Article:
Required to stand for the Pledge?

dlaycock dlaycock at mail.law.utexas.edu
Fri Sep 10 15:12:36 PDT 2004


    Mark Scarberry is dead on; the school can attempt to persuade the 
student to say the secular parts of the Pledge.  Government can lead 
opinion, or attempt to, on secular matters, but not on religious 
matters.  The question is when persuasion becomes coercion, and Lee v. 
Weisman is not the test, because that's a religion case. 

    Threats of discipline are clearly coercive.  Being sent to the 
principal's office is a form of discipline in many schools.  But not 
every conversation between teacher and student about the student's 
behavior is discipline; not even every conversation between principal 
and student is discipline.  School officials could have talked to her 
about their perception of the value of the Pledge, or about the 
likelihood of making better relationships with her new classmates.  But 
given the realities of student-administration relationships, such 
conversations are likely to be coercive unless they expressly 
acknowledge that the choice is ultimately up to the student.

Scarberry, Mark wrote:

>Putting aside the issues raised by "under God" in the Pledge:
>
>Can it be true that the school has no right to try to convince students to
>show respect for the flag and for the country? Must the school be neutral on
>the value of showing such respect? Schools routinely try to convince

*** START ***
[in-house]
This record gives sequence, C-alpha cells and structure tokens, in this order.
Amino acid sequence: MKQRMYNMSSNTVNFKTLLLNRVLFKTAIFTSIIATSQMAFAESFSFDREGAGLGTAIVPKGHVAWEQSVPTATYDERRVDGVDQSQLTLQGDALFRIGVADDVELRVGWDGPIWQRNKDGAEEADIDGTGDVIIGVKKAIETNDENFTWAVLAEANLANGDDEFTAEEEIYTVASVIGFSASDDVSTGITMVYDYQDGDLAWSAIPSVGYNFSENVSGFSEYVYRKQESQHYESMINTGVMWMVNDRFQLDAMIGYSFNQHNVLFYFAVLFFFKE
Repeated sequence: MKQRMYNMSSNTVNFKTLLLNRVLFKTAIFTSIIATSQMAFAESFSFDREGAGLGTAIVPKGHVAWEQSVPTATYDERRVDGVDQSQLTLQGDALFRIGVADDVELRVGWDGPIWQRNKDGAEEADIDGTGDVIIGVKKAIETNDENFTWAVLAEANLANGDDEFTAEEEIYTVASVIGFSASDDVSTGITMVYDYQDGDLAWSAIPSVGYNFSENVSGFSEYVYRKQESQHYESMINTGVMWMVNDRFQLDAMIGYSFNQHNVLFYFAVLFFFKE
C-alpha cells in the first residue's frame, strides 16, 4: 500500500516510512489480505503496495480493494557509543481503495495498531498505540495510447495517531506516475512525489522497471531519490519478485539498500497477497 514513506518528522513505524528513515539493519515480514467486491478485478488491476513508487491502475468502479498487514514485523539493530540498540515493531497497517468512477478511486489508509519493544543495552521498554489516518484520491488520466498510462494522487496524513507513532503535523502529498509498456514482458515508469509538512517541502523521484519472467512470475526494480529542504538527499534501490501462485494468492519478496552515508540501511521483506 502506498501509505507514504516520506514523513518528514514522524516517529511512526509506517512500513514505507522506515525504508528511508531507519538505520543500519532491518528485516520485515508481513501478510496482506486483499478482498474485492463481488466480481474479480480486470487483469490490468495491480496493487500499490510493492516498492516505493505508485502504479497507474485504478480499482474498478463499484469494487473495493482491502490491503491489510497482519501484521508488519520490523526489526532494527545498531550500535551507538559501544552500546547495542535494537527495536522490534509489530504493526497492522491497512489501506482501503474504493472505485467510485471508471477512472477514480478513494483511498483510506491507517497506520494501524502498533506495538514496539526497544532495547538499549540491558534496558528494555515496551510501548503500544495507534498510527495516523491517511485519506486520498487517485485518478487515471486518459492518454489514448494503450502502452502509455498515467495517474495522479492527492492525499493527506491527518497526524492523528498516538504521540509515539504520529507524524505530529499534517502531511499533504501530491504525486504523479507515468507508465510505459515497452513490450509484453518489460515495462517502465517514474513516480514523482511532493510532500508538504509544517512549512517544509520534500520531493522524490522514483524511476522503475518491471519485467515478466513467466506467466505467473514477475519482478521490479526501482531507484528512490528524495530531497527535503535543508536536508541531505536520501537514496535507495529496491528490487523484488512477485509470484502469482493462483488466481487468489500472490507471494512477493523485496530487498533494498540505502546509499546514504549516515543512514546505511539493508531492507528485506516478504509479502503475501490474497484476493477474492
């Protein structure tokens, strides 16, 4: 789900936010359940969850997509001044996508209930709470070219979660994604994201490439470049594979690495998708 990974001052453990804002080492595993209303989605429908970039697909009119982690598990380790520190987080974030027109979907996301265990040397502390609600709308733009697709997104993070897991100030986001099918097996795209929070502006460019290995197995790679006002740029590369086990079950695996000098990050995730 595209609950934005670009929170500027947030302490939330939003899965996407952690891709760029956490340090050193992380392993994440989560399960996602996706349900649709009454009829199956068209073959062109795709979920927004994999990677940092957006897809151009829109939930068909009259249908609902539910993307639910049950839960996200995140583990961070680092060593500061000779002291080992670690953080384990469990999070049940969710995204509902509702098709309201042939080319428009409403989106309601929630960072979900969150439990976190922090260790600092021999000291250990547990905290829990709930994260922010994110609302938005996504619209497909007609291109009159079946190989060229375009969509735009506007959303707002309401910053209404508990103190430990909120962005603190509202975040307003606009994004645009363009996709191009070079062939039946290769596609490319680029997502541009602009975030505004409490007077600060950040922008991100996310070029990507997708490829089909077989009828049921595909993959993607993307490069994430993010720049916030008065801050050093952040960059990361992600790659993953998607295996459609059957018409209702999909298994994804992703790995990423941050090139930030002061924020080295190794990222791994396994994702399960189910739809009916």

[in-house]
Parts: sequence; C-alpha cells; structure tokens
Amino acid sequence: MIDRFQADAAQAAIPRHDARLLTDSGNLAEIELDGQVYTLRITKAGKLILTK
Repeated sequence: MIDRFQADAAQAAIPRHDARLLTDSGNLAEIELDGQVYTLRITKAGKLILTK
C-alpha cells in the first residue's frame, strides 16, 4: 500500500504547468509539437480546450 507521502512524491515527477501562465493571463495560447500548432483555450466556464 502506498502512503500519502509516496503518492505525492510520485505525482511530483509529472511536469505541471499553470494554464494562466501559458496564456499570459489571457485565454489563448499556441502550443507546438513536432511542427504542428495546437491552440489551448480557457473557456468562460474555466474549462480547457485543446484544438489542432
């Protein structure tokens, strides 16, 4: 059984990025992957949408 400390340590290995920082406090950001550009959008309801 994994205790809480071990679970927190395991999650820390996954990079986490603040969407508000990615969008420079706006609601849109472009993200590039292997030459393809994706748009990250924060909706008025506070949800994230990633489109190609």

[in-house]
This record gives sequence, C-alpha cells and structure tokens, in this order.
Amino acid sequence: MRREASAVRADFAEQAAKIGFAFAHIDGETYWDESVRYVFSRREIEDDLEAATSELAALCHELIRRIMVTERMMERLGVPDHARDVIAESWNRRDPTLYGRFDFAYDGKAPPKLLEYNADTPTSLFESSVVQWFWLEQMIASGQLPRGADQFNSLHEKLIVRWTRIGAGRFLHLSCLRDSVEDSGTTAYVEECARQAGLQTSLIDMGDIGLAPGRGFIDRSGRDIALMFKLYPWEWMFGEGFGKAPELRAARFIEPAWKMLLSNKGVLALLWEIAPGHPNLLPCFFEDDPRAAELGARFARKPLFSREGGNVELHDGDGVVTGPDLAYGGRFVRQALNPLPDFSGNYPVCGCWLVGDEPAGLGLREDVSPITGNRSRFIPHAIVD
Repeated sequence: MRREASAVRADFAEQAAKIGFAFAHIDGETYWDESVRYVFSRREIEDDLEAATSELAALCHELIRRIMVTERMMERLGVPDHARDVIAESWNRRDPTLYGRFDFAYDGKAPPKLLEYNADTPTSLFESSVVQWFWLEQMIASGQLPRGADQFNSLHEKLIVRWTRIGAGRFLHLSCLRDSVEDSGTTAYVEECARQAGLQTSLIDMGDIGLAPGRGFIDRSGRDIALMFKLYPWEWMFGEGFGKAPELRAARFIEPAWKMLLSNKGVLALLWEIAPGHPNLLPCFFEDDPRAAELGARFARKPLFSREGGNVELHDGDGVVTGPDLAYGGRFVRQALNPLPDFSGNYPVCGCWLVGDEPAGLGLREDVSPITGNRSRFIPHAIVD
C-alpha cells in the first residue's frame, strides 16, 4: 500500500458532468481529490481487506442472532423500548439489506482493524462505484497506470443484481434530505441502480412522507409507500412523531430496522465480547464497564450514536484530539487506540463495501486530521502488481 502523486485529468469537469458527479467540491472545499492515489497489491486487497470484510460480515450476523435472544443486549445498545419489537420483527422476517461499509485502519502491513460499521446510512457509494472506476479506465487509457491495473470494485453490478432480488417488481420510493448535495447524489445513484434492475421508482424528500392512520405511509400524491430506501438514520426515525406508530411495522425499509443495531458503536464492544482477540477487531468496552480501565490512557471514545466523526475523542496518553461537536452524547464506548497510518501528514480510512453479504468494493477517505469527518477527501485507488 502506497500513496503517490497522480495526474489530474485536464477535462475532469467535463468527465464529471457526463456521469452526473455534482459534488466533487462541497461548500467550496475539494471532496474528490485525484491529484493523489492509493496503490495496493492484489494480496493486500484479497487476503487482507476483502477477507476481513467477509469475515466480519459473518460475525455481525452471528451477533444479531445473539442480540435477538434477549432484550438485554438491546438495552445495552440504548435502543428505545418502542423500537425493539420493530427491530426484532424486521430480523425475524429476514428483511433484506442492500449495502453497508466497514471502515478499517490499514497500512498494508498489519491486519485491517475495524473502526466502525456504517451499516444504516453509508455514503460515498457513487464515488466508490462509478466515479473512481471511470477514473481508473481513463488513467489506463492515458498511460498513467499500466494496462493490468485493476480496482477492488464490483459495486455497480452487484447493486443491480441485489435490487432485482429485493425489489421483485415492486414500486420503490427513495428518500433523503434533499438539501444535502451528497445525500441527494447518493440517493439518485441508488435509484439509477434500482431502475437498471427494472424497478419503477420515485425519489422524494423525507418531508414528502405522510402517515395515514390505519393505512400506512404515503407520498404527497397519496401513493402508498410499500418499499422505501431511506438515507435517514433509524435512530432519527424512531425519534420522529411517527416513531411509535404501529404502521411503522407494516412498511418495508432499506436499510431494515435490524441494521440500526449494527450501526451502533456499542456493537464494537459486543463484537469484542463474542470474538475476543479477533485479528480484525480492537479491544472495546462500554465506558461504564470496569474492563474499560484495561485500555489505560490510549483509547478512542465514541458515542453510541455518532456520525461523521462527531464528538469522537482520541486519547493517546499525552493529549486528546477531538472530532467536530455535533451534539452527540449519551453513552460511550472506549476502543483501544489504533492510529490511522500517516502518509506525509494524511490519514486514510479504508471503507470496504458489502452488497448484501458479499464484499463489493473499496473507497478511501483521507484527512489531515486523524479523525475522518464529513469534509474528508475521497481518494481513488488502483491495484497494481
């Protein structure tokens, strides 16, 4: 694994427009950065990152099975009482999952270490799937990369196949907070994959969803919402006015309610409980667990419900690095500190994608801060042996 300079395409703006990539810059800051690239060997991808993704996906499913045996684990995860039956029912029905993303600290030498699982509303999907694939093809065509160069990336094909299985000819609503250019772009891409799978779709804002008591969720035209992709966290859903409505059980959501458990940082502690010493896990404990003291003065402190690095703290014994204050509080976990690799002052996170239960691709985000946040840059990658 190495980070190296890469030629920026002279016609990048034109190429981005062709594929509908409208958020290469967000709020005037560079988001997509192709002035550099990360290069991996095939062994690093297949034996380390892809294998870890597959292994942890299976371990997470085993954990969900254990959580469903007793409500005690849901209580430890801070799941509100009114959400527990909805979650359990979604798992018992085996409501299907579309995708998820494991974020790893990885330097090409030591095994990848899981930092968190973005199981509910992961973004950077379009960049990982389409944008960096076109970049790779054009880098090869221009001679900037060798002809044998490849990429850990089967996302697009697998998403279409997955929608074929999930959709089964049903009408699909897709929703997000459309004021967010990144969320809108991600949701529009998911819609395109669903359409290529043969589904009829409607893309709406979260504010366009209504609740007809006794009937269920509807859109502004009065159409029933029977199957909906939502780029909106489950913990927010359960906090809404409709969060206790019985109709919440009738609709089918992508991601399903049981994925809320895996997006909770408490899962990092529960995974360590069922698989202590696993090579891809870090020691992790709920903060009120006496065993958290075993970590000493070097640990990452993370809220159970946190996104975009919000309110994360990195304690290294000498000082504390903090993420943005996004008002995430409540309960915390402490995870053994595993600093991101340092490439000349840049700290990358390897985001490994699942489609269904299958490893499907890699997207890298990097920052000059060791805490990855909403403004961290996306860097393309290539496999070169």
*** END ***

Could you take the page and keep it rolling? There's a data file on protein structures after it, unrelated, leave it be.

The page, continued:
>students of various matters -- the need for good nutrition, why smoking is
>harmful, why we should recycle, the importance of resisting peer pressure
>with regard to use of drugs, etc. 
>
>It seems to me that Barnette stands for the proposition that a school may
>not require a student to express a patriotic sentiment; it does not stand
>for the proposition that the school must be neutral on the value of
>patriotic expressions (or on other issues). If the school were required to
>be neutral, the school could hardly sponsor and invite participation in a
>patriotic exercise--which Barnette certainly does not prohibit. If being
>called in to the principal's office is best seen as punitive or seriously
>coercive, then Barnette prohibits it. That may be the best view here, but I
>think we should be careful not to think that the school must be neutral. A
>friendly, noncoercive chat about the value of patriotism and the good
>reasons for making a patriotic expression would not violate Barnette. Of
>course, it may be difficult to think that a mandated visit to the
>principal's office would be for a friendly and noncoercive chat.
>
>Mark S. Scarberry
>Pepperdine University School of Law
> 
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